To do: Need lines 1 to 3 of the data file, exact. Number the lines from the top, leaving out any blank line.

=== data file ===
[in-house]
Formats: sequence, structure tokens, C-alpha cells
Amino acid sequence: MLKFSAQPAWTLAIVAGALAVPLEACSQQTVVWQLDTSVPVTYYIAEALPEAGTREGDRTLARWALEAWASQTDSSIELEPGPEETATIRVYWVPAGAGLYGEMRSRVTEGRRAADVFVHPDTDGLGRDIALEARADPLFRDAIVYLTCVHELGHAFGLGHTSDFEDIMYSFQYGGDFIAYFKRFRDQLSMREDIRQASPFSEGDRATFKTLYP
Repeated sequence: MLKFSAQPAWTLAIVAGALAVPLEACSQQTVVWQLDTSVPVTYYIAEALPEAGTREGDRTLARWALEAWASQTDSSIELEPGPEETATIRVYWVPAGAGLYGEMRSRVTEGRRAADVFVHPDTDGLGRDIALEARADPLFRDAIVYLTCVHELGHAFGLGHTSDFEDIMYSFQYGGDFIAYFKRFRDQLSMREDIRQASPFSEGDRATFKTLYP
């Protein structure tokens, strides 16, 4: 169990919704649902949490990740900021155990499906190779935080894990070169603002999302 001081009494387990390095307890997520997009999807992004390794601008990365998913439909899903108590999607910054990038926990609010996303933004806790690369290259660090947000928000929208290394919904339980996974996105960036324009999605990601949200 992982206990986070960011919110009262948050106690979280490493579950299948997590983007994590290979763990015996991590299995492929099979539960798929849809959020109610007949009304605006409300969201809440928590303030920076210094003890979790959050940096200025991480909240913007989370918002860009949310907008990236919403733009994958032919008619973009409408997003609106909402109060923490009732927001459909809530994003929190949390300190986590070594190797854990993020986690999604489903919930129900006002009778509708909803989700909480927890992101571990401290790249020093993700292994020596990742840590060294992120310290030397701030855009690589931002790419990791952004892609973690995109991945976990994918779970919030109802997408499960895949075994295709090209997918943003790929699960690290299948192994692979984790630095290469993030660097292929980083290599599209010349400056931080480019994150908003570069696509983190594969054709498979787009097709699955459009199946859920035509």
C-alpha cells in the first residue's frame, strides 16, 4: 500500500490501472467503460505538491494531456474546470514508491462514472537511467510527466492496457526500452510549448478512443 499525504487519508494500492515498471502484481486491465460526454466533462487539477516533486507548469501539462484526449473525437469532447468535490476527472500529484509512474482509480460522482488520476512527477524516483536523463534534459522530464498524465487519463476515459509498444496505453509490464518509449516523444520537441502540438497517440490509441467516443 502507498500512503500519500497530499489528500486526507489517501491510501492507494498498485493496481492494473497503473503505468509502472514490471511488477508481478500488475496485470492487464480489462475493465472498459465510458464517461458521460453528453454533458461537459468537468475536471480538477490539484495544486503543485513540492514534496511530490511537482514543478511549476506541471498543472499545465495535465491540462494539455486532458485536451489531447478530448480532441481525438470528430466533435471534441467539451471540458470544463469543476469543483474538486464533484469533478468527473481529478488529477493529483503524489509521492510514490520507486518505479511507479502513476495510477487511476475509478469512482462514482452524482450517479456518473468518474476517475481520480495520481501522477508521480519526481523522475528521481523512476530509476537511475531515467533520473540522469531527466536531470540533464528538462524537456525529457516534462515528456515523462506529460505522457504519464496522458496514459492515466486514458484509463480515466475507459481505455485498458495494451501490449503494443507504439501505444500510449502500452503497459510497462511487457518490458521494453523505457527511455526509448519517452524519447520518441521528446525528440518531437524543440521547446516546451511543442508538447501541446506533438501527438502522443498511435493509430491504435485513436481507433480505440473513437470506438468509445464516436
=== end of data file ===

[in-house]
Formats: sequence, structure tokens, C-alpha cells
Amino acid sequence: MLKFSAQPAWTLAIVAGALAVPLEACSQQTVVWQLDTSVPVTYYIAEALPEAGTREGDRTLARWALEAWASQTDSSIELEPGPEETATIRVYWVPAGAGLYGEMRSRVTEGRRAADVFVHPDTDGLGRDIALEARADPLFRDAIVYLTCVHELGHAFGLGHTSDFEDIMYSFQYGGDFIAYFKRFRDQLSMREDIRQASPFSEGDRATFKTLYP